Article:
I wonder if that young boy who wrote the words “you’re pretty” onto my face with his breath knew it was akin to a permanent ink. So close to me he stood, I checked my pockets straight afterwards to ensure I still had my wallet. I’m told, by society, by friends influenced by society, by culture, by history, by T.V., by books, that this was just a compliment. I’m told he meant to make me feel good. I’m told he was just being nice.
I didn’t turn around and follow his gaze to catch him with his x-ray vision called imagination staring at my behind. It’s been argued that I’m arrogant for assuming he would. How immodest, how un-lady-like of me!
But after the first twenty times, playing nothing often seems the only option.
To look and grimace is often the knock that invites me into anger; nasty comments I apparently encourage; and most frequently I’m given a smirk a nod that reads “mission accomplished.” A statement I would not dare! To say anything of the discomfort he’s engrossed upon me is sure to end nothing and start something.
I hadn’t noticed him. I was dodging my way through the sidewalk traffic. Head up. Focused. My mind jumping from my to-do list, to the quickest path around the human body labyrinth to the store entrance. How many minutes do I have left before my next appointment? Vancouver Januarys only require a warm coat, and today’s sunshine freed my neck from its woolly winter scarf. Still, the shadows cast from the downtown high-rise architecture caused me to cross my arms and pull my shoulders to my earlobes.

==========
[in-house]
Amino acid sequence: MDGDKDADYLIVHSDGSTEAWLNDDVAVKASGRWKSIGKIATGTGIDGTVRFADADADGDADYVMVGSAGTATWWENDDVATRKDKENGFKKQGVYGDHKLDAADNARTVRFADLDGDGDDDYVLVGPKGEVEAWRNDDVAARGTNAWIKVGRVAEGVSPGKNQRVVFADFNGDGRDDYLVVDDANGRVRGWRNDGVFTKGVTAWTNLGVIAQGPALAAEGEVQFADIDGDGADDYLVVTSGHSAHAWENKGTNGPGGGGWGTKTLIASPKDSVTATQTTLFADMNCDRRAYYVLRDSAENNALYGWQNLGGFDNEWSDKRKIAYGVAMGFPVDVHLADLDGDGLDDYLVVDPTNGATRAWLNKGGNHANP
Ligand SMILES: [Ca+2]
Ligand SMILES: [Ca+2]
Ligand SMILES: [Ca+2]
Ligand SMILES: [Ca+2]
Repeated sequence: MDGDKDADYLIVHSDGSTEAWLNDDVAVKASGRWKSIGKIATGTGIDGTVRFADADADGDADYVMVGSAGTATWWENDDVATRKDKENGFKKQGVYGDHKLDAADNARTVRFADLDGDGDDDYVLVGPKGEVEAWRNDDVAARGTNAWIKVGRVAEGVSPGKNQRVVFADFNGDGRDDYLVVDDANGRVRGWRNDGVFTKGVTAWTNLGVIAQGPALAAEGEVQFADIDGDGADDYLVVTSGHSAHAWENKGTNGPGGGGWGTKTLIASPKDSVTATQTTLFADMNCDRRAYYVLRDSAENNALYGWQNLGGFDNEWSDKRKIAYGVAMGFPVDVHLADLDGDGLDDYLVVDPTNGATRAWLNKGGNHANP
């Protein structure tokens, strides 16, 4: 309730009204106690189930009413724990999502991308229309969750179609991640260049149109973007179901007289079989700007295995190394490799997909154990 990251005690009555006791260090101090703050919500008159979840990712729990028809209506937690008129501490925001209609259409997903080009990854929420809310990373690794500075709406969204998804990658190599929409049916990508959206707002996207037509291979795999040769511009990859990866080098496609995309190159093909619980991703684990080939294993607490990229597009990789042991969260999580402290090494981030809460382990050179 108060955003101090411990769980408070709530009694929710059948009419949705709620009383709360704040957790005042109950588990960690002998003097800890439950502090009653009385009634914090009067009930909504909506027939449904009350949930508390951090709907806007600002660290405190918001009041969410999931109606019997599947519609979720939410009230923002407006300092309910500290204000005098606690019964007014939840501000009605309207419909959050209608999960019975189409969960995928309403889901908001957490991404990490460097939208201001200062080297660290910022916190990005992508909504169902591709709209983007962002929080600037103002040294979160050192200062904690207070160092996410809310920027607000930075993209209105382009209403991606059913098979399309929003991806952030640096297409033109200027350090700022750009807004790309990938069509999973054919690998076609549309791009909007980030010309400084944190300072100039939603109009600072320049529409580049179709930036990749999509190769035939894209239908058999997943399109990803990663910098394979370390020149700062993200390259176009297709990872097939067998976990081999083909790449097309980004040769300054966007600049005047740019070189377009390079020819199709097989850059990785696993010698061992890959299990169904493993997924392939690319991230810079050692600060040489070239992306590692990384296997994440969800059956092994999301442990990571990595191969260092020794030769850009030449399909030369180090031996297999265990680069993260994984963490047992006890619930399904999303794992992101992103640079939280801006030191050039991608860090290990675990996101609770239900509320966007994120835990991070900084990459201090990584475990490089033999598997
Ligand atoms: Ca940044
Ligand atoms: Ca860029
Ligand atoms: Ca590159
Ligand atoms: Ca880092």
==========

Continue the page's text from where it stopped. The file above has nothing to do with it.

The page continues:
A brick from that labyrinth moved nearer. At first you think the best—he’s avoiding a person walking behind me, or to the side of me. But he side steps closer, and again closer, and within a second his nose is in my hair and his words are there. His body turns and pivots and he throws his head backwards to avoid knocking the brim of his hat on my shoulder. He’s a short cunt.
I’m told he meant to make me feel good. I’m told he was just being nice.
Then why do I feel his slime still oozing from my pours. His breath sits there on my skin, hours later; long enough that I’m compelled to sit down and write this.
What amount of time is required to full cleanse something so seemingly small?!
And why do I feel violated, not complimented? Why do I feel like he tried to rob some small amount of power from my gait as he strolled by? Why do I constantly feel that no reaction is the only appropriate reaction?
Why will society continue to tell me I shouldn’t have worn skinny jeans and a leather jacket, or bothered to curl my hair?
More so, why do I still care?